Pâte à Choux: The Pastry Chefs Secret Weapon

One dough, a multitude of names, and a seemingly endless amount of uses. Pâte à choux is the pastry chef’s secret weapon.

Pronounced (pat-a-shoe) it is one of the most versatile and adaptable kinds of dough within your classic French pastry arsenal. For example, take your basic pâte à choux; when baked in the oven they are transformed into what we call cream puffs or profiteroles. These can be filled with endless variants of sweet or savory fillings. Pipe the same dough into 3 or 4 inch long lines, bake, and behold the eclair. Deep fry balls of choux and cover in powdered sugar, there’s your beignet. Mix with cheese and you’ve got gougéres. Mashed potatoes render the crispy savory pommes dauphine. The list is virtually inexhaustible.

Obviously it behooves every pastry chef worth his salt to know how to make a foolproof pâte à choux recipe. For a simple dough containing no more than six ingredients, there are a lot of things that can go wrong. We’ll break down the basics of pâte à choux and highlight the pitfalls that can be involved. Then we’ll share a new technique we’ve developed that saves you a ton of time and guarantees perfect results.

Pâte à choux

Yield: 7 lbs 6 ounces

Ingredients:

  • 18 ounces Water
  • 18 ounces Milk, whole
  • 18 ounces Butter, unsalted
  • 0.36 ounces (2 teaspoon) Salt, kosher
  • 24 ounces Bread Flour
  • 2lb 8 ounces Eggs

Instructions:

Traditional Method:

  1. In a saucepan bring the water, milk, butter, salt, and sugar to a boil.
  2. Immediately remove from heat and add in the flour. (It’s important to add the flour all at once, because if you add it gradually, some of the starch molecules absorb more water and swell more than others.)
  3. Using a wooden spoon stir vigorously. Return to medium-high heat and cook continuing to stir briskly for 1-2 minutes. (This dries out excess water from the dough. The drier the dough, the better it absorbs the eggs, and the more it puffs up during baking.)
  4. The dough should begin to pull away from the sides and form a ball in the pan, and a film should develop on the bottom of the pan.
  5. Transfer the dough to the bowl of a standing mixer and using the paddle attachment mix on low until cooled (7-10 minutes). (This is one of the most important steps in the making of pâte à choux. Be patient and allow your dough plenty of time to cool. The bottom of the bowl should no longer feel hot at all. if you don’t let the dough get cool enough in this step, it could end up getting soupy once you add the eggs.)
  6. Once you are satisfied with the temperature, add in the eggs one at a time, thoroughly combining each egg into the mixture before adding the next. Keep mixing until the dough gets quite thick and stiff.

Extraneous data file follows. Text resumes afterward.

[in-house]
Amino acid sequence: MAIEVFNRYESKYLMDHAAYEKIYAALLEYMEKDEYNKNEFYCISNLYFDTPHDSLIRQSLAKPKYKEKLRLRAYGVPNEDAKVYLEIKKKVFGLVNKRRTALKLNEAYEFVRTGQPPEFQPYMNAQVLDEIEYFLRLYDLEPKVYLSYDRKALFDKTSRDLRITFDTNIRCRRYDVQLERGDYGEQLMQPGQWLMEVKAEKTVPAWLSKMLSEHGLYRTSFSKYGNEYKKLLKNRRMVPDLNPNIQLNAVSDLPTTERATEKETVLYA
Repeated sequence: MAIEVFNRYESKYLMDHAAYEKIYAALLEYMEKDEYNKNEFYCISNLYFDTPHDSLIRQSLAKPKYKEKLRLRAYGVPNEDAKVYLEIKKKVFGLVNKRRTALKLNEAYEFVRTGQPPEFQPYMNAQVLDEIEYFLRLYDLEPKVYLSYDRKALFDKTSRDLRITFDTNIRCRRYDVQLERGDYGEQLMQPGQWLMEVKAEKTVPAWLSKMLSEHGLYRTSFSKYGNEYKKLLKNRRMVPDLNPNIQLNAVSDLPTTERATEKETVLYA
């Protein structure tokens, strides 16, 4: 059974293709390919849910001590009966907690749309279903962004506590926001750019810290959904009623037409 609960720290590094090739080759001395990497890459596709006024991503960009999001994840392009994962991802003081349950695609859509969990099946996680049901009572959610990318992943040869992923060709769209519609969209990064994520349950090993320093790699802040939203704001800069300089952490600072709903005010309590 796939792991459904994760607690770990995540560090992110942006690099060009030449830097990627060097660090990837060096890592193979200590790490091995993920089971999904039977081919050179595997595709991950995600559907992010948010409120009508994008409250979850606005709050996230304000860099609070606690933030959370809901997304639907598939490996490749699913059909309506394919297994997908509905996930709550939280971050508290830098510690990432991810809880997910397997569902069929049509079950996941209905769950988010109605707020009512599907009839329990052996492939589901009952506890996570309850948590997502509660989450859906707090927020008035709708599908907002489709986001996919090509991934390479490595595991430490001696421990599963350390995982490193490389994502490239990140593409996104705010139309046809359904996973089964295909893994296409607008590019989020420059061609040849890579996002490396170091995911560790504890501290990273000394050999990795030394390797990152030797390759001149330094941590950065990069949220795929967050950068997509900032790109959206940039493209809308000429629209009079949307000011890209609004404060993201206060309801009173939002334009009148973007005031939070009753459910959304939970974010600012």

Alternative Method:

  1. The traditional method for making pâte à choux works, don’t get me wrong, however, if you have a Vitamix or some other high powered blender I would suggest an alternative approach. It’s faster, in my opinion easier, and the results are always perfect.
  2. The beginning of the recipe remains the same, it diverges only after you’ve finished cooking your flour, milk, butter mixture on the stove top. Instead of transferring the dough to the bowl of a standing mixer, transfer it to your blender. Allow to cool for 5-6 minutes or so then using a spatula press the dough over to one side so the blades and bottom of at least half the blender is visible.
  3. This is a thick dough and allowing space for your eggs makes it much easier on the blender. Now add in all your eggs and blend until smooth. Your end product should be thick enough to hold its shape when piped and ultra smooth. If it’s not thick enough just blend it a little longer it will be.

At this point you have created perfect pâte à choux, you can now pipe it out onto a parchment lined baking tray to create cream puffs or for more inspiration you can check out our full list of pâte à choux possibilities below:

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Hannah Abaffy

Hannah Abaffy

Pastry Chef & Recipe Development

Hannah Abaffy is a pastry chef and an active member of the culinary community. From working in kitchens to developing recipes, and creating menus for restaurants, she has been involved with food in one capacity or another for the past decade. After starting a food history blog, Hannah has been continuously writing and learning about the ever-changing realm of cuisine, its history, and its future. Since then her appetite to learn about and share all things that touch upon the world of food can only be described as voracious.